American military history began with the establishment of the Virginia colonial militia in the seventeenth century. Although ill-trained, it was the colony’s only defense against Indian attacks and invasion by hostile powers. The records left are fragmentary and scattered, and it has always been hard to locate them and make them accessible.
With the publication of this work that problem is now behind us. From research based on county court minutes and orders, bounty land applications and warrants, records of courts martial, county militia rosters, Hening’s Statutes at Large, the Draper manuscripts, and manuscripts in the Public Record Office in London, we now have an authoritative register of Virginia’s colonial soldiers. And it is not merely a dry catalogue of names and dates, for included are the military’s “size” rolls which routinely give the soldier’s place of birth, age, residence, occupation, and physical description. And sometimes this was made even more informative when the enlisting officer recorded his impressions of the soldier!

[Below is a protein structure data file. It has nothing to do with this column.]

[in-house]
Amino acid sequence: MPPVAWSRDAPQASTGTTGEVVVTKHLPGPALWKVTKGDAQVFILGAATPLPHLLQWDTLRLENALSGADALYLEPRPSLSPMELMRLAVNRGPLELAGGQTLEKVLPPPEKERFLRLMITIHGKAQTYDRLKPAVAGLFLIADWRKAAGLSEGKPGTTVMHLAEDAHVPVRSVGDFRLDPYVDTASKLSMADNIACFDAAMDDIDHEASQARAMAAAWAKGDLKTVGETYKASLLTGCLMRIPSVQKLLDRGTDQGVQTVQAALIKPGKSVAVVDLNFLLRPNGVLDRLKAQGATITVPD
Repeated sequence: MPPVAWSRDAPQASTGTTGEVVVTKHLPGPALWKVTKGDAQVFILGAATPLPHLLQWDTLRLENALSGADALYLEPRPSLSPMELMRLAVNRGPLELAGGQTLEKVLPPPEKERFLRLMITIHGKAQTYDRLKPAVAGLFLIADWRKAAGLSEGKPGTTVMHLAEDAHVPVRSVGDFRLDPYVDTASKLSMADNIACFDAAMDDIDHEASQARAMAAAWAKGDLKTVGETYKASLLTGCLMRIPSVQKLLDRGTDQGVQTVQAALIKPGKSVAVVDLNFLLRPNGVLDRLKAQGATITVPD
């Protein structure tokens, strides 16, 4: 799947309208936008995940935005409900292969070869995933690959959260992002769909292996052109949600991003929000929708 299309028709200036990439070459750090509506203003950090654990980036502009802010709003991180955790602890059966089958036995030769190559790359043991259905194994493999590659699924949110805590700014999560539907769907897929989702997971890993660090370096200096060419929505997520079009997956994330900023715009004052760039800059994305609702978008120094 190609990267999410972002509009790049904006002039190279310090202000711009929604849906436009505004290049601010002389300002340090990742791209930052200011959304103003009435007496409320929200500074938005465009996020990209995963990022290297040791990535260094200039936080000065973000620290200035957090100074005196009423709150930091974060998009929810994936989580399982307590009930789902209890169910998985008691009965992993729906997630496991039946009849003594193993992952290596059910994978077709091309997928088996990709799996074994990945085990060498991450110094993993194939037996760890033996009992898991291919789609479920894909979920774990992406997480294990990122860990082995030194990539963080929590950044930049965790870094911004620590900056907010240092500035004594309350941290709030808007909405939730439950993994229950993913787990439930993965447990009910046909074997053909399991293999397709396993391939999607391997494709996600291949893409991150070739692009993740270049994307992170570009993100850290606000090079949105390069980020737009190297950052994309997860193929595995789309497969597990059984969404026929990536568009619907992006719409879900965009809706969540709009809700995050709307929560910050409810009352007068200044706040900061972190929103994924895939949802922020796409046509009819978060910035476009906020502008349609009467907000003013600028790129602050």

Little is known of the ordinary people of colonial Virginia for they left no diaries or journals, but now we have the rare privilege of coming almost face to face with them in this remarkable book.
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